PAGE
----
Should You Respond to Negative Feedback on Facebook?
So you’ve finally gotten the swing of Facebook. And things are going really well. You’re posting some killer content. You’re engaging with your followers. People are liking your posts. Or, better yet, they’re pressing that little heart and loving them. Or, even better yet, they’re sharing them with their friends.
So, yeah, you hate to brag, but things are going really well for you on Facebook.
But then one day, you get a notification that you weren’t expecting.
Or maybe you see it in an email from Facebook that just says “See Who Reviewed Your Page.”
Or, worse, maybe you get a text from someone you work with or someone you know, saying, “Hey, you really need to go check out your Facebook page.”
Your stomach drops. You have no idea what to expect. So you log in, and then you see it.
It’s a negative comment. Or a bad review.
Maybe it’s just some honest feedback, some constructive criticism. Or maybe it’s just downright mean. But what do you do now? Your first instinct might be to hide that negative comment or bad review. After all, social media is meant to be a highlight reel, right? Wrong. At least, not for businesses.
That’s why today we’re going to talk about the Who, What, When, Why of Replying to Negative Feedback on Facebook.
How do we deal with negative feedback on Facebook? Or any social media platform, really, but today we’re just going to talk about Facebook. This is a really common question that we get from clients and friends, and I just knew I had to make a podcast for it.
First, let’s talk about who might be leaving the negative feedback on Facebook, and who you should reply to.
First, you have your actual customers. These are the people you are actually serving. It might be an isolated problem expressed by an individual, or maybe it’s a widespread problem expressed by many people in comments or complaints. If it’s an individual, provide an appropriate response, and do your best to take the conversation offline. Direct them to a customer service phone number or email. And if it’s a more widespread problem, a comment or video from management with an explanation (and solution!) might be more appropriate.
Second, maybe the negative interaction isn’t even directed to you or your business. Maybe it’s between fans who are in a dreaded comment war. If this is the case, and a few of your fans are debating, you don’t necessarily have to get involved. Unless things start getting hateful or inappropriate, in which case it’s okay to jump in, delete offensive comments and block abusive users.
And lastly, maybe the negative feedback you received just doesn’t make sense. Maybe it contains inappropriate content that has nothing to do with your brand or misplaced profanity. Or maybe it’s a chain letter or is just so clearly off topic you know it wasn’t meant for your page. These are what we call trolls. If you are sure the negative feedback is from a spam account or troll, it is absolutely okay to delete these comments and block these spam users.
To summarize, though, customers—either individuals or groups—expressing legitimate concerns or experiences…you should absolutely leave them on your page, reply to them and provide a solution.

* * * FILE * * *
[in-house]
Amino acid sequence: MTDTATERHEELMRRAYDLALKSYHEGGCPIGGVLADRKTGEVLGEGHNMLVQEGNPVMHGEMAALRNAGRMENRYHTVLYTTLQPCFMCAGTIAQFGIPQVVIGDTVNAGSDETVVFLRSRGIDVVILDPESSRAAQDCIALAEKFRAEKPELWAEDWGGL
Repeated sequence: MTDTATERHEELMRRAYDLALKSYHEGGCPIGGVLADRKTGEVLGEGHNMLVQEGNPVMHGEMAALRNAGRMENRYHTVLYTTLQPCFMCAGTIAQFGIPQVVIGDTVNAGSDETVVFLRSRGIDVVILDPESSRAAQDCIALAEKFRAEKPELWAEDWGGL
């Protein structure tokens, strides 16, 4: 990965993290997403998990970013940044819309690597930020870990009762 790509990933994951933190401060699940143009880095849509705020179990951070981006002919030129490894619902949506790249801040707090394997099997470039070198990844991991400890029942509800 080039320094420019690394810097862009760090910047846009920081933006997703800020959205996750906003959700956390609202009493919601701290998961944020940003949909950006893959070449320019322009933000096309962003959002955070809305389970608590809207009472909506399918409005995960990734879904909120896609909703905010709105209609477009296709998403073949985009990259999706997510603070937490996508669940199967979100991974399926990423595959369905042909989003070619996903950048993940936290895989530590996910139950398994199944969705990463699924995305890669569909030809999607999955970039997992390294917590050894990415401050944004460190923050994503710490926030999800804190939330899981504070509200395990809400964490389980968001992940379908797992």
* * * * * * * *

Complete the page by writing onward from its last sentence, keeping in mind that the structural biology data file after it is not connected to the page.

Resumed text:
Now that we’ve covered the WHO, let’s move on to the WHAT, as in WHAT should you say in response to negative feedback?
You could fire back, guns a’blazin’, and though this might be tempting, I think we can all agree that saying “You’re tacky, and I hate you” isn’t providing an ideal customer experience.
Start by saying Thank you. Thank you for your feedback. Thank you for bringing this to our attention.
Then, express your apologies. We’re sorry you’ve had this experience. We’re sorry to hear that. This isn’t the experience we want our customers to have.
Then, move the conversation offline. Call us here. Email us here.
Then, promise to provide a solution. We will work with you personally. We’d like to investigate this further. Let’s discuss how we can fix the issue.
Then, thank them again. Thank you again for your feedback. Thank you for bringing this to our attention.
Then–and this is crucial–actually help them. It’s not enough to reply and go on with your day. As soon as the customer contacts you, be prepared to have a solution for them and to provide the customers with the experience you do want them have. Otherwise, I guarantee they comment again, and the problem will get even bigger.
I highly recommend keeping a list of appropriate responses on hand at all times for your team to use. It makes it easier to respond when these issues arise, which brings us to our next point.
As in When should you respond?
IMMEDIATELY. ASAP. ALL BOLD ALL CAPS. RESPOND AS SOON AS YOU CAN.
But really, the longer a negative comment or review sits there, it really festers. You know how people say guests are like bad fish—they start to smell after three days? Well, negative comments are worse. My point is, as soon as you see a negative comment, reply immediately, reply appropriately, reply professionally, and most importantly, reply sincerely.
And now we’re at our last point, the WHY. Why do you respond to negative comments or reviews publicly? Why do you leave them on your page?
Not only will this help you resolve the customer’s issue right away, but your other customers will also see how seriously you take their concerns. It shows them that you really do care and also that you’re prepared to remedy the situation and make any wrongs right.